When you start working with ESP8266-based boards, like ESPino, you usually program them directly from the same tool you use to write your program, like the Arduino IDE, this is convenient because with just a click, the IDE compiles and uploads to the board the latest changes you just made to your code.

However, once this project becomes a product and reaches the production stage, this process stops being practical - You don't want to install the IDE, share all your code and recompile it in every PC at the factory - in fact, it is probable that you, the developer, won’t even be present in the factory, but other operators will be responsible of loading your program onto the production boards.

Thus it’s a necessity for the operator to get an easy to use tool, a foolproof tool.

At Makerlab we reached this stage with one of our projects, thats why I developed a little multiplatform graphical application that eases the flashing of production boards from precompiled binaries (with .bin extension). You simply have to load the file in the UI once and press the “Upload” button.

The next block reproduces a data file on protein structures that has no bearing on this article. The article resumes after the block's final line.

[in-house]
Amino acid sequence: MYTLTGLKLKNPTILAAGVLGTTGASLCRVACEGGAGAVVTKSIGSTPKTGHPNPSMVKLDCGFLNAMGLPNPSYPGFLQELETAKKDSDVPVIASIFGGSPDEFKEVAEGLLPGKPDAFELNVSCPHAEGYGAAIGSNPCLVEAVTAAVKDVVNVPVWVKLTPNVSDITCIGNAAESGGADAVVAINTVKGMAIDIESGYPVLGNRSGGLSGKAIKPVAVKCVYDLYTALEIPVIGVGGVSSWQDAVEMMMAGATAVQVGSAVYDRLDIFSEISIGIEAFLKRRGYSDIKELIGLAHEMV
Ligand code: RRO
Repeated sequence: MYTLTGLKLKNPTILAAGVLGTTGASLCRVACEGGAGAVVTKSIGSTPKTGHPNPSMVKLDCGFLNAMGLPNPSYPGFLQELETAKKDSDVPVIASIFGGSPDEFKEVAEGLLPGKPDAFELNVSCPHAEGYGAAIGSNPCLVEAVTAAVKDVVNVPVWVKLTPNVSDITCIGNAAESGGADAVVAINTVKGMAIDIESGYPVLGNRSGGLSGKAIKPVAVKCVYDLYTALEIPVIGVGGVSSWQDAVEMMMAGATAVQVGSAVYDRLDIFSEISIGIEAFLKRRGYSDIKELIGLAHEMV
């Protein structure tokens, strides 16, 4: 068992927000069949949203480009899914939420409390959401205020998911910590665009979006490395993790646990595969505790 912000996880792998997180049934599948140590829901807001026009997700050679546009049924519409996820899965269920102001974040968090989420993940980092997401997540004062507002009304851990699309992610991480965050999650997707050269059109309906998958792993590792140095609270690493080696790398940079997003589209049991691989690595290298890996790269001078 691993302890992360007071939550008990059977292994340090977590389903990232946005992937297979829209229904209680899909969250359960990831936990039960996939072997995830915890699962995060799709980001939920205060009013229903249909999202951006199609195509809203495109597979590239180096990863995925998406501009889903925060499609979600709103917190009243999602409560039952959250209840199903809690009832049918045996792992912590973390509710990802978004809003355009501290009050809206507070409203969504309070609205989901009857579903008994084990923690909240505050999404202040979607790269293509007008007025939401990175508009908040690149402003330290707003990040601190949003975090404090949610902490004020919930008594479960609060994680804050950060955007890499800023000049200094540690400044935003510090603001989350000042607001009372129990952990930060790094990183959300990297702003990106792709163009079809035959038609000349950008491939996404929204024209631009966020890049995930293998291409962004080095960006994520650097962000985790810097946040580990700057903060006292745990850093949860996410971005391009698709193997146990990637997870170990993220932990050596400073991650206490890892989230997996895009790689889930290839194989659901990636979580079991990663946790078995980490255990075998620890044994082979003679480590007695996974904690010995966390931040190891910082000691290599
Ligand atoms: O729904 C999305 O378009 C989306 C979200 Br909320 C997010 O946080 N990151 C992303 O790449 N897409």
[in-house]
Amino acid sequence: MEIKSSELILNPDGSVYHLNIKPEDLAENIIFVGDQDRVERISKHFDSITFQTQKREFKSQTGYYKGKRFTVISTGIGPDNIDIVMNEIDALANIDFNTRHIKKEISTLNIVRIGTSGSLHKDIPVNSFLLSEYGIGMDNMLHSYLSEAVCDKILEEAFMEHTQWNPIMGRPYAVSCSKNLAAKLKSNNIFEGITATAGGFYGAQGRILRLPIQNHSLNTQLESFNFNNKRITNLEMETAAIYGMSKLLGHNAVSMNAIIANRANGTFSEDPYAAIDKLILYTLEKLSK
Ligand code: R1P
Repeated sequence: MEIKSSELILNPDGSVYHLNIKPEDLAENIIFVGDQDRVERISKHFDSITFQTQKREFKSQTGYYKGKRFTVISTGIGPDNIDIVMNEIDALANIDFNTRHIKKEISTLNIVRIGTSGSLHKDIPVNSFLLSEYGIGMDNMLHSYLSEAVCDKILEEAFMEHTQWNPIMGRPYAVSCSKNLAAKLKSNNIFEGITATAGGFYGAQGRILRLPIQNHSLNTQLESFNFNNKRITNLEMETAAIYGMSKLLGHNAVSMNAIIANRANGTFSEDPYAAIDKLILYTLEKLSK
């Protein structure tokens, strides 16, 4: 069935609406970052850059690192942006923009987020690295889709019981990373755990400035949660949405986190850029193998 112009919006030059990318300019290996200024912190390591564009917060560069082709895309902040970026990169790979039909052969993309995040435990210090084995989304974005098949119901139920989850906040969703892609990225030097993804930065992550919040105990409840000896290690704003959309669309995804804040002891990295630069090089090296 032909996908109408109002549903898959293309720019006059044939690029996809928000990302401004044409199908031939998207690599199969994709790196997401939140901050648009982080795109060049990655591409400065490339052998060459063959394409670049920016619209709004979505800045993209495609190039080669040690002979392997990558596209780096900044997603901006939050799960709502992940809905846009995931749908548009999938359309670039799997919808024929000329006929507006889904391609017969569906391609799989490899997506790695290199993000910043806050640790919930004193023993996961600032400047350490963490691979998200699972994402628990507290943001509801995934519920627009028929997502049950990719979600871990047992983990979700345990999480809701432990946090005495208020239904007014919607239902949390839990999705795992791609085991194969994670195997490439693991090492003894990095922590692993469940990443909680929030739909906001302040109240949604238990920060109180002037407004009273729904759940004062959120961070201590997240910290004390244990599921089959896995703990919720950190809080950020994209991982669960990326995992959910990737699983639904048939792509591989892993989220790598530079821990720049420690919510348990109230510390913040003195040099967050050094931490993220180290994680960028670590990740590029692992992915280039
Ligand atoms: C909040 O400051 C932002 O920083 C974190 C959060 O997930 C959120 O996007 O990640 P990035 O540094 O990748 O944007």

Note: There are other graphical utilities for programming the ESP8266, mainly for Windows, (like esp8266-reflash and nodemcu-flasher). We needed a program that ran on OSX and Linux.

Technical details

This application doesn’t directly program the ESP8266, it makes use of a command-line tool called esptool-ck, the same one that is used by the ESP8266 libraries for Arduino.

The application was written in C++ with the Qt 5 libraries. I used these tools mainly because I was curious for working with Qt again, as it was the first UI toolkit I used when I started programming years ago.

I was impressed by the ease of use of Qt, despite being C++, a language that a lot of new software developers see as “too low level”. A great advantage of this is speed, in addition that with the same code you can have a native appearance for OSX, Windows and Linux.

Great! Where is the download button?

You can get the source code and installation instructions in Github: https://github.com/Rodmg/esptool-gui


- macOS and Windows: https://github.com/Rodmg/esptool-gui/releases

- Linux: If there is enough interest, I will pack it for Ubuntu when I have the time, or better yet, if you can help me compiling and packaging for your favorite distribution don’t hesitate on making a pull request on github.